How a U.S. Navy Nuclear Missile Submarine and Russian Attack Sub Collided

December 22, 2023 Topic: military Blog Brand: The Buzz Tags: SSBNSSNU.S. NavyUSS James MadisonVictor-Class Submarine

How a U.S. Navy Nuclear Missile Submarine and Russian Attack Sub Collided

The U.S. Navy's USS James Madison and a Russian Victor-class Attack submarine smashed into each other in the 1970s. Remarkably, the incident is not well documented. 

Named after the Founding Father who was credited with drafting the U.S. Constitution, the USS James Madison (SSBN-627) was the lead ship of a class of ballistic missile submarines – and she was involved in a Cold War incident that was largely kept quiet for decades.

It could have even led to World War III.

In fact, it was only in early 2017 after CIA documents were finally released that revealed that the U.S. Navy's nuclear-powered submarine collided with a Soviet nuclear-powered sub just 30 miles from Glasgow in shallow waters near Holy Loch, where the U.S. had a submarine base from 1961 to 1992.

A previously classified document, which had been sent to then-U.S. Secretary of State Henry Kissinger by Brent Scowcroft, national security advisor to President Gerald Ford, stated, "Have just received word from the Pentagon that one of our Poseidon submarines has just collided with a Soviet Victor-class submarine.

"The SSBN James Madison was departing Holy Loch to take up station when it collided with a Soviet submarine waiting outside the port to take up trail," the report added. "Both submarines surfaced and the Soviet boat subsequently submerged again. There is no report yet of the extent of damage. Will keep you posted."

Confirmation!

The declassified document corroborated a previously unconfirmed report published in the Washington Post on January 1, 1975, by investigative journalist Jack Anderson. The reporter had noted a nine-foot-long scratch on the side of the U.S. submarine that was a result of the collision.

Another "top secret" document actually noted the reporting of the incident.

"On 3 January, the NID [National Intelligence Daily] ran an item on the collision just off Holy Loch of US Polaris submarine and a Soviet attack submarine. Unfortunately, Jack Anderson had run the same news in the Washington Post a day or two earlier," it stated. "This pre-emption on Anderson's part forced the surfacing (no pun intended) of a piece of information in a current intelligence 2 months after the event occurred."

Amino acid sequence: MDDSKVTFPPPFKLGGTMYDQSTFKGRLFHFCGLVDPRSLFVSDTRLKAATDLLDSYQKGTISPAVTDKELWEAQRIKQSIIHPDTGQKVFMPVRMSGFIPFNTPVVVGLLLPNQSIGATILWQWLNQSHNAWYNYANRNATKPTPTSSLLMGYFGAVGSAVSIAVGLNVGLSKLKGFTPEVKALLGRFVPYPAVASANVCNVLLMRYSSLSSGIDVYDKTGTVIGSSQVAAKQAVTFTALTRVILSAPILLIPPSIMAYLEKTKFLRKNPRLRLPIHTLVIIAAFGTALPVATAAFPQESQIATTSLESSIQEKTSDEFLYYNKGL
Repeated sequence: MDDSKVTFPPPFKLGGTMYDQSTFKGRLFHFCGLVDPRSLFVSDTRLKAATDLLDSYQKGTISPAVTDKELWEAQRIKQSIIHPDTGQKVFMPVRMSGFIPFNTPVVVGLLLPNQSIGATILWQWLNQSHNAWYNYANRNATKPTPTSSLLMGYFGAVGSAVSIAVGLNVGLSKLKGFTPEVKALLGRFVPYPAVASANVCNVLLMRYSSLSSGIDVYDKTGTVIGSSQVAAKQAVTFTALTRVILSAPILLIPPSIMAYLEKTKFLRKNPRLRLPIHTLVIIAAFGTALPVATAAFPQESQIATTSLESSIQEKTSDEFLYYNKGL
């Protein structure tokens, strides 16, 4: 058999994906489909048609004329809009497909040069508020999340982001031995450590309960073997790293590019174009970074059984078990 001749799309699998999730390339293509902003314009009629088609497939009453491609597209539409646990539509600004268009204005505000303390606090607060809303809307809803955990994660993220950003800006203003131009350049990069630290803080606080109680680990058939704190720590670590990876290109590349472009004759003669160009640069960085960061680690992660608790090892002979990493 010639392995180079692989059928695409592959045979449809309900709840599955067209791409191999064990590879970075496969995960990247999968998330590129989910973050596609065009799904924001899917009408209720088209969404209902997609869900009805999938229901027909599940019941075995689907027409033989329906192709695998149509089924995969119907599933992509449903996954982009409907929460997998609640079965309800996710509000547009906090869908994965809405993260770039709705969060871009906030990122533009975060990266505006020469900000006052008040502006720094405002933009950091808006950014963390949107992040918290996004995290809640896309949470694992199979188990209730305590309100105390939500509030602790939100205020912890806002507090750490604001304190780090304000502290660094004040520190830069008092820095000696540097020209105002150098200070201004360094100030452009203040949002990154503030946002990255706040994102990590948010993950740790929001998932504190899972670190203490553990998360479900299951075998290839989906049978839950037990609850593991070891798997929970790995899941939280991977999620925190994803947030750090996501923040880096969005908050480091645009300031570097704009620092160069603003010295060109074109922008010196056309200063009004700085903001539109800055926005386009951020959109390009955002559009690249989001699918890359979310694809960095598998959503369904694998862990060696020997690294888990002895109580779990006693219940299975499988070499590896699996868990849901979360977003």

The cable was part of a mass release from the U.S. intelligence agency of more than 12 million pages of previously classified reports in 930,000 documents. The same data dump reportedly revealed that the CIA planned to give the Falklands Islands to Argentina if the South American nation won the 1982 war with the UK.

Collision Covered Up? 

The extent of the damage to SSBN-627 remains unclear, but it was noted that the boat was taken into dry dock for inspection and repair. The boat had been in service for about a decade when the incident occurred.

In 2017, Dr. Eric Graham, a marine historian from Edinburgh University, told BBC Scotland it could have been a diplomatic incident – yet because it was so deep into the UK home water it was an "embarrassment" that they wanted to keep quiet.

"It shows how easily they penetrated our defence system and threatened the biggest toy in our arsenal," explained Graham, who noted that during the Cold War, the U.S. Navy depended on Holy Loch as the Polaris missile had a range of just 2,500 miles and couldn't have reached the Soviet Union from U.S. waters. The base was used to refit submarines to avoid returning to the U.S.

In addition, Graham said that while nuclear-powered submarines could essentially "disappear" into the deep Atlantic Ocean, the boats had a problem when coming out of the narrow confines of the Holy Loch and travelling through the channel between north Antrim and the Kintyre peninsula.

"The big shock with this Victor class submarine was that it was off Arran," said Graham. "It would not happen today. It is trying to shadow an American Polaris-carrying submarine coming out of the loch. Once it locks onto it, it can follow it out into its patrol zone."

Graham described it as a game-changer should there have been a hunter/killer sub behind every American Polaris-carrying sub. "You can actually have a first strike and take out America's first line of defence."

World War III?

Though no one was killed or apparently even seriously injured in the 1974 collision involving the USS James Madison, it could have been a spark that ended civilization as we know it.

"If the crew on one of the submarines had misinterpreted the collision as an attack and decided to defend itself and sink the other submarine [there could have been a disaster]," Hans Kristensen, a nuclear weapons expert, told Forces.net, also in 2017. "The submarines could also have capsized with loss of all on board, leaving 'hot' nuclear reactors in relatively shallow waters close to rich fishing grounds.

Cooler heads prevailed and the Cold War didn’t turn hot either.

Author Experience and Expertise

Peter Suciu is a Michigan-based writer. He has contributed to more than four dozen magazines, newspapers, and websites with over 3,200 published pieces over a twenty-year career in journalism. He regularly writes about military hardware, firearms history, cybersecurity, politics, and international affairs. Peter is also a Contributing Writer for Forbes and Clearance Jobs. You can follow him on Twitter: @PeterSuciu.